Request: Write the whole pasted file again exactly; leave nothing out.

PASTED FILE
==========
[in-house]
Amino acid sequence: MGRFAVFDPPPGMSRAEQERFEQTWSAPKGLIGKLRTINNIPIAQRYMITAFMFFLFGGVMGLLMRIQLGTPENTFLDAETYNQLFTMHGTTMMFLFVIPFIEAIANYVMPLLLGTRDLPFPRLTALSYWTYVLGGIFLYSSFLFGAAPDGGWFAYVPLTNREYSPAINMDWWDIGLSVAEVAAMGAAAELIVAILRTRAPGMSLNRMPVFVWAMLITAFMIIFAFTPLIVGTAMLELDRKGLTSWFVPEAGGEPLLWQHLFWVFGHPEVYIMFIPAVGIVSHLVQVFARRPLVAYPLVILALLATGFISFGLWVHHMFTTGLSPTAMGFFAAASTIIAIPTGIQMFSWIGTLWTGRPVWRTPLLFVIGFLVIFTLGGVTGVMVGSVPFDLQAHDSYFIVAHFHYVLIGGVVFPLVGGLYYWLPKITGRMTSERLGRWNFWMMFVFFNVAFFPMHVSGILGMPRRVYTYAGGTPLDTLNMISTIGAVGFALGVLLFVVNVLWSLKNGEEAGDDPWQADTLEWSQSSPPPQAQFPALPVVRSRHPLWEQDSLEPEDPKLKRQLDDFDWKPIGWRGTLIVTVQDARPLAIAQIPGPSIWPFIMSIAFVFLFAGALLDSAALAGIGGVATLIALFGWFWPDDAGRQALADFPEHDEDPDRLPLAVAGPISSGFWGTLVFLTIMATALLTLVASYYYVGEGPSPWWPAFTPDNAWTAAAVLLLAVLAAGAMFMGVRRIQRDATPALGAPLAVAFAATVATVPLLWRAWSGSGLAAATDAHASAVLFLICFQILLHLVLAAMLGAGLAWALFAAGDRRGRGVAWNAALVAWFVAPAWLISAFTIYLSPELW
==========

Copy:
[in-house]
Amino acid sequence: MGRFAVFDPPPGMSRAEQERFEQTWSAPKGLIGKLRTINNIPIAQRYMITAFMFFLFGGVMGLLMRIQLGTPENTFLDAETYNQLFTMHGTTMMFLFVIPFIEAIANYVMPLLLGTRDLPFPRLTALSYWTYVLGGIFLYSSFLFGAAPDGGWFAYVPLTNREYSPAINMDWWDIGLSVAEVAAMGAAAELIVAILRTRAPGMSLNRMPVFVWAMLITAFMIIFAFTPLIVGTAMLELDRKGLTSWFVPEAGGEPLLWQHLFWVFGHPEVYIMFIPAVGIVSHLVQVFARRPLVAYPLVILALLATGFISFGLWVHHMFTTGLSPTAMGFFAAASTIIAIPTGIQMFSWIGTLWTGRPVWRTPLLFVIGFLVIFTLGGVTGVMVGSVPFDLQAHDSYFIVAHFHYVLIGGVVFPLVGGLYYWLPKITGRMTSERLGRWNFWMMFVFFNVAFFPMHVSGILGMPRRVYTYAGGTPLDTLNMISTIGAVGFALGVLLFVVNVLWSLKNGEEAGDDPWQADTLEWSQSSPPPQAQFPALPVVRSRHPLWEQDSLEPEDPKLKRQLDDFDWKPIGWRGTLIVTVQDARPLAIAQIPGPSIWPFIMSIAFVFLFAGALLDSAALAGIGGVATLIALFGWFWPDDAGRQALADFPEHDEDPDRLPLAVAGPISSGFWGTLVFLTIMATALLTLVASYYYVGEGPSPWWPAFTPDNAWTAAAVLLLAVLAAGAMFMGVRRIQRDATPALGAPLAVAFAATVATVPLLWRAWSGSGLAAATDAHASAVLFLICFQILLHLVLAAMLGAGLAWALFAAGDRRGRGVAWNAALVAWFVAPAWLISAFTIYLSPELW